‘Still a victory’: Why a House reg relief bill matters despite Senate opposition
WASHINGTON — The House voted 233-186 along mostly party lines to pass the Financial Choice Act, a sweeping bill that would dismantle most of the Dodd-Frank law.
The bill was hailed by the White House and Republicans as making good on their pledge to repeal and replace Dodd-Frank, but it is highly unlikely to clear the Senate given Democratic opposition.
Yet clearing the bill through one chamber has both practical and symbolic value, proving House Republicans are united in their rollback of financial regulations and giving baseline legislative language that the Senate might select in a more modest legislative package.
“It’s still a victory,” said Rep. Warren Davidson, R-Ohio. “We’d love 60-plus senators to say, ‘You guys are dead on, we love it,’ and the next week the president’s signing it. Next best thing? We’ll take the closest to that we can get.”
They may not be able to get much. Senate Banking Committee leaders are discussing individual provisions of the Choice Act, including looking at asset thresholds that trigger more supervisory standards and exemptions for small institutions from the Volcker Rule.
That is a far cry from most of the Choice Act, which touches on virtually every part of the financial system. The bill’s central element is an “off-ramp” that allows banks that have an average leverage ratio of at least 10% to opt out of various Dodd-Frank regulations — particularly capital and liquidity requirements.
There are other pieces of the Financial Choice Act that could become law. The 600-page bill is composed of many other narrow measures that have already passed the House panel, some of which have bipartisan support.
Rep. Brad Sherman, D-Calif., has identified a dozen of them that pertain to mortgage and business credit, among other things, and has called for Financial Services Committee Chairman Jeb Hensarling to separate those provisions which could pass in a bipartisan fashion.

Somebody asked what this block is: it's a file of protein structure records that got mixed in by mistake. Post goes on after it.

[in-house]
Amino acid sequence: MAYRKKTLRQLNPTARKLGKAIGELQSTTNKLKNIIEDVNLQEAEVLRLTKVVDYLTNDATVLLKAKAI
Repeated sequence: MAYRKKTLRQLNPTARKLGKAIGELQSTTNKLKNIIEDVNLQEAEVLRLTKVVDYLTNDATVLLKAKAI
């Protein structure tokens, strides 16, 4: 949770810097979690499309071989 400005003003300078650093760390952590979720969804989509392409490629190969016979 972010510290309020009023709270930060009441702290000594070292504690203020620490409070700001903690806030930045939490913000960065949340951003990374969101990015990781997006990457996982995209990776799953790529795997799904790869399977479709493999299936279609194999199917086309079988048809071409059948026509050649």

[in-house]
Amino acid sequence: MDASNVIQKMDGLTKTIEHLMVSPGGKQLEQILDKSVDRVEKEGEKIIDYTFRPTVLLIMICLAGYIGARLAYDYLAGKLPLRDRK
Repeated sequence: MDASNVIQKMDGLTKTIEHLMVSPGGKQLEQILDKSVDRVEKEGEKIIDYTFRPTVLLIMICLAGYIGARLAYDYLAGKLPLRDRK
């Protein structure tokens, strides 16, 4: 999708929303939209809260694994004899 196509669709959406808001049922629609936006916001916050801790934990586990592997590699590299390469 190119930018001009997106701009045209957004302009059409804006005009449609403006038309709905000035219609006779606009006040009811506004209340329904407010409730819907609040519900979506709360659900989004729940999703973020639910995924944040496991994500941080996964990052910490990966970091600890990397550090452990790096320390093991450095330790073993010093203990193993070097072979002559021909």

Yet many of the Choice Act’s provisions are controversial. Chief among them is a dramatic restructuring of the Consumer Financial Protection Bureau, including an elimination of its supervision and rule writing authority, a limitation of its ability to police unfair and abusive acts and eliminating the bureau’s independent funding via the Federal Reserve. The bill would also rename the bureau the Consumer Law Enforcement Agency and give it a dual mandate to include increasing access to credit and financial products rather than only ensuring consumer safety.
The CFPB provisions in particular stand little chance in the Senate, where Democrats have been united against major changes to the agency. Republicans in that chamber could attempt to defund the CFPB through the reconciliation process, which only requires a majority vote, but doing so carries political risks and may create practical problems for financial institutions.
Democrats and progressives have been able to rally behind the CFPB, which remains politically popular even in polls taken by conservatives.
House Speaker Paul Ryan, R-Wis., said on the House floor Thursday afternoon that the bill will come to the aid of small banks reeling from the regulatory burden imposed by Dodd-Frank, which will spur new investment all across the country.
“The Choice Act reins in Dodd-Frank and delivers the regulatory relief these banks so desperately need,” Ryan said. “This will change our communities because these small banks are the lifeblood of our Main Streets.”
But Democrats assailed the bill as a giveaway to the financial industry, focusing specifically on the CFPB provisions.
“Today, House Republicans are pushing a dangerous Wall Street-first bill that would drag us back to the days of the Great Recession,” the House minority leader, Nancy Pelosi, said during a press conference Thursday afternoon. “This is the wrong Choice Act.”
Overall, the Congressional Budget Office estimates that the House bill would reduce the deficit by nearly $25 billion, partly by changing CFPB’s funding but more substantially by eliminating the Federal Deposit Insurance Corp.’s ability to use a fund to stabilize a large, insolvent bank holding company and gradually wind it down.
The orderly liquidation authority is part of a separate investigation by the Trump administration to determine its efficacy, with many anticipating that Treasury Secretary Steven Mnuchin will endorse efforts to eliminate those powers. Whether that effort can win enough Senate support is uncertain, however.